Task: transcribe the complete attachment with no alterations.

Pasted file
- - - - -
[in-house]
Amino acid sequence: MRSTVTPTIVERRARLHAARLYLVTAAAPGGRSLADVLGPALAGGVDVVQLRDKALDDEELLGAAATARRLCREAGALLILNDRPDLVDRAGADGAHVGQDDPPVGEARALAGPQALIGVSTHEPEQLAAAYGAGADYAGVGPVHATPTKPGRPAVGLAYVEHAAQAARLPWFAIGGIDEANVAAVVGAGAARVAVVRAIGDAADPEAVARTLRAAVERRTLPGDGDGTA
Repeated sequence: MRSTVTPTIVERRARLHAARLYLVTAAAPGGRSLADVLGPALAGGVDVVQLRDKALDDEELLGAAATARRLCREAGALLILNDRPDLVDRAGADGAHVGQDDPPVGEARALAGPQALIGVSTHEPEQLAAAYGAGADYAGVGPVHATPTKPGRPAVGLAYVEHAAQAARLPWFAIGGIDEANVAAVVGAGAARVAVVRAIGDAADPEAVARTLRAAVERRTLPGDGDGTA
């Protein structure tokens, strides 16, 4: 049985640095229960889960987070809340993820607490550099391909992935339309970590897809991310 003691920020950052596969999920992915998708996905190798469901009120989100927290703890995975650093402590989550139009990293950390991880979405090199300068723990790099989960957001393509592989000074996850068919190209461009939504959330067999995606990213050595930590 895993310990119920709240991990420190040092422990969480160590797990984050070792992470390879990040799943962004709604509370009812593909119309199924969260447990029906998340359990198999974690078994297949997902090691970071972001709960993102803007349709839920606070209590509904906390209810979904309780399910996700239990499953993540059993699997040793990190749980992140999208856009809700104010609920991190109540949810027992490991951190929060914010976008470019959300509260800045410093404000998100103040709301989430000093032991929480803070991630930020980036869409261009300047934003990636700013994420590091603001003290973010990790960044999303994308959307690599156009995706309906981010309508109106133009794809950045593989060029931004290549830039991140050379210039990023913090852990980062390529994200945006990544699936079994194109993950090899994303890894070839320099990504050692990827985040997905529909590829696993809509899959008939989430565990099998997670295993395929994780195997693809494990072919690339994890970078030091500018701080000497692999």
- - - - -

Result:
[in-house]
Amino acid sequence: MRSTVTPTIVERRARLHAARLYLVTAAAPGGRSLADVLGPALAGGVDVVQLRDKALDDEELLGAAATARRLCREAGALLILNDRPDLVDRAGADGAHVGQDDPPVGEARALAGPQALIGVSTHEPEQLAAAYGAGADYAGVGPVHATPTKPGRPAVGLAYVEHAAQAARLPWFAIGGIDEANVAAVVGAGAARVAVVRAIGDAADPEAVARTLRAAVERRTLPGDGDGTA
Repeated sequence: MRSTVTPTIVERRARLHAARLYLVTAAAPGGRSLADVLGPALAGGVDVVQLRDKALDDEELLGAAATARRLCREAGALLILNDRPDLVDRAGADGAHVGQDDPPVGEARALAGPQALIGVSTHEPEQLAAAYGAGADYAGVGPVHATPTKPGRPAVGLAYVEHAAQAARLPWFAIGGIDEANVAAVVGAGAARVAVVRAIGDAADPEAVARTLRAAVERRTLPGDGDGTA
């Protein structure tokens, strides 16, 4: 049985640095229960889960987070809340993820607490550099391909992935339309970590897809991310 003691920020950052596969999920992915998708996905190798469901009120989100927290703890995975650093402590989550139009990293950390991880979405090199300068723990790099989960957001393509592989000074996850068919190209461009939504959330067999995606990213050595930590 895993310990119920709240991990420190040092422990969480160590797990984050070792992470390879990040799943962004709604509370009812593909119309199924969260447990029906998340359990198999974690078994297949997902090691970071972001709960993102803007349709839920606070209590509904906390209810979904309780399910996700239990499953993540059993699997040793990190749980992140999208856009809700104010609920991190109540949810027992490991951190929060914010976008470019959300509260800045410093404000998100103040709301989430000093032991929480803070991630930020980036869409261009300047934003990636700013994420590091603001003290973010990790960044999303994308959307690599156009995706309906981010309508109106133009794809950045593989060029931004290549830039991140050379210039990023913090852990980062390529994200945006990544699936079994194109993950090899994303890894070839320099990504050692990827985040997905529909590829696993809509899959008939989430565990099998997670295993395929994780195997693809494990072919690339994890970078030091500018701080000497692999």